South Africa’s wealthy are escaping the tax net

Local tax experts say that wealthy South Africans are escaping the tax net amid a collapse in the South African Revenue Service’s (SARS) enforcement division. This is according to a report in the City Press, citing Judge Dennis Davis, chair of the Davis Tax Committee, and former SARS adviser, Yolisa Pikie, who it noted was part of a purge at the tax group. Both men were speaking at a conference on tax evasion and illicit financial flows organised by the Alternative Information Development Centre, a nongovernmental organisation, in Cape Town. Davis told delegates that the latest tax tables, published in the Budget Review, “make no sense”. City Press reported that approximately 103,000 people would fall into a new top wealthy tax category, citing Treasury.

“That makes no sense to me. There have to be more … I know more people on the Johannesburg Bar earning R5 million a year than the tax tables show,” said Davis. He said that affluent individuals are eluding the tax net. Pikie pinpointed the loss of expertise at the tax body. “What is not well known is that 80% of all corporate income tax comes from only about 400 companies,” said Pikie.

“The enforcement division has collapsed and some of us have been kicked to the kerb,” he said, as reported by City Press. Davis told delegates that while the revenue is down by R14 billion on personal income tax, it was not because of a slow economy as was suggested by SARS commissioner Tom Moyane, as corporate tax increased by R6.5 billion. “Tell me how that happens,” the tax expert said. The country’s tax tables were updated following the announcement of new tax changes for the 2017/18 financial year in February, by finance minister Pravin Gordhan. One of the biggest changes announced by the finance minister was the introduction of a new tax bracket, aimed at the country’s wealthy.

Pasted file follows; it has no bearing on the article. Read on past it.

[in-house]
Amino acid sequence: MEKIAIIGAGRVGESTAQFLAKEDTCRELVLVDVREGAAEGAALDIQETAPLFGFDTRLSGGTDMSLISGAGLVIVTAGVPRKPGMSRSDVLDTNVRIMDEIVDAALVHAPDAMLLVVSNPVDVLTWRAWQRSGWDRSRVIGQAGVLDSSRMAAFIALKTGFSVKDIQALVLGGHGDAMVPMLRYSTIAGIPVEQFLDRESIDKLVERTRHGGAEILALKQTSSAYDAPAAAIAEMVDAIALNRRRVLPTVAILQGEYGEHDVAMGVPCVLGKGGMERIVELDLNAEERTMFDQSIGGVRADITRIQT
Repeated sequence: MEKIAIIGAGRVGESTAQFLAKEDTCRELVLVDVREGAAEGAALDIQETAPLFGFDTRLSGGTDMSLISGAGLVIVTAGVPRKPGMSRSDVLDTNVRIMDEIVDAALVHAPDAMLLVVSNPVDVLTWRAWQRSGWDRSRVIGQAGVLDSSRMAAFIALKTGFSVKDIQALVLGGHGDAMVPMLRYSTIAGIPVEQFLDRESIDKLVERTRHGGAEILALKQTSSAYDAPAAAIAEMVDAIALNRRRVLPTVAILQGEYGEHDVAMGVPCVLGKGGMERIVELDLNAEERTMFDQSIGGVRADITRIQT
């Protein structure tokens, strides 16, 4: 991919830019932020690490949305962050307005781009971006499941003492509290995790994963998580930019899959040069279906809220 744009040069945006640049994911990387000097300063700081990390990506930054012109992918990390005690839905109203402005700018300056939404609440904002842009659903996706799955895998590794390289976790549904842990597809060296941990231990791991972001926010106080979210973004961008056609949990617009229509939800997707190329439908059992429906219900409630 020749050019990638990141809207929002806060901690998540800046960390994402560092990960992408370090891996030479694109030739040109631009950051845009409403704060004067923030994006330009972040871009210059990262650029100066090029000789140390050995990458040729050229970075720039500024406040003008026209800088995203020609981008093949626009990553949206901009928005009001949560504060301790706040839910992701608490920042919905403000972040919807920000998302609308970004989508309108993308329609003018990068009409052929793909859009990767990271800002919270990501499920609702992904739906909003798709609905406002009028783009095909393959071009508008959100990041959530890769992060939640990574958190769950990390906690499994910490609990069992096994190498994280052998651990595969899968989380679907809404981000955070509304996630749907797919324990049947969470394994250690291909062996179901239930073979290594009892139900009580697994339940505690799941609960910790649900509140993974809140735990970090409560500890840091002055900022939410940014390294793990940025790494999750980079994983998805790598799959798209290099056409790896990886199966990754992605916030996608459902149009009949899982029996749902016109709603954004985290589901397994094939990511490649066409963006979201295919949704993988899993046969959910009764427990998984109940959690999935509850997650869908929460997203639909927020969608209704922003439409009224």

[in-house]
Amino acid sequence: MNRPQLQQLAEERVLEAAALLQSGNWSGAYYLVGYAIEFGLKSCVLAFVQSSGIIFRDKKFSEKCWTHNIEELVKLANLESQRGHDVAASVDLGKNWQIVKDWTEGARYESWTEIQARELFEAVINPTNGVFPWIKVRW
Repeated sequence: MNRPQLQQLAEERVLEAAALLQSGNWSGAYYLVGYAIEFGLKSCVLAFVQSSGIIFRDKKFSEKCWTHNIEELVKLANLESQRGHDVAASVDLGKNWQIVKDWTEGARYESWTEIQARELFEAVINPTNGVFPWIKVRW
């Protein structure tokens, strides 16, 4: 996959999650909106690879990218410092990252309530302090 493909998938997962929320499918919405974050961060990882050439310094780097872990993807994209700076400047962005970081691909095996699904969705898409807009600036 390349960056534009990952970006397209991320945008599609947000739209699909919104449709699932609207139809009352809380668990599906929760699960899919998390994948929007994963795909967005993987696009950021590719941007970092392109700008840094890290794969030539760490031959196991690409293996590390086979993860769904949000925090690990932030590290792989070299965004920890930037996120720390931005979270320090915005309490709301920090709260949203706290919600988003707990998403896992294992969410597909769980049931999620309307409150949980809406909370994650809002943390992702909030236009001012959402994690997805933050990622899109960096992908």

South Africans who earn more than R1.5 million a year will form part of a new tax bracket which will be taxed at 45%. Together these changes are expected to raise and additional R16.5 billion in tax revenue, which will cover a large bulk of the R28 billion shortfall.

This is how the new tax tables look:

Taxable income Tax rate
Under R189 880 18% of taxable income
R189 881 – R296 540 R34 178 + 26% of taxable income above R189 880
R296 541 – R410 460 R61 910 + 31% of taxable income above R296 540
R410 461 – R555 600 R97 225 + 36% of taxable income above R410 460
R555 601 – R708 310 R149 475 + 39% of taxable income above R555 600
R708 311 – R1 500 000 R209 032 + 41% of taxable income above R708 310
R1 500 001 and above R533 625 + 45%  of taxable income above R1 500 000

By Business Tech

This article is a general information sheet and should not be used or relied upon as professional advice. No liability can be accepted for any errors or omissions nor for any loss or damage arising from reliance upon any information herein. Always contact your financial adviser for specific and detailed advice.  Errors and omissions excepted (E&OE)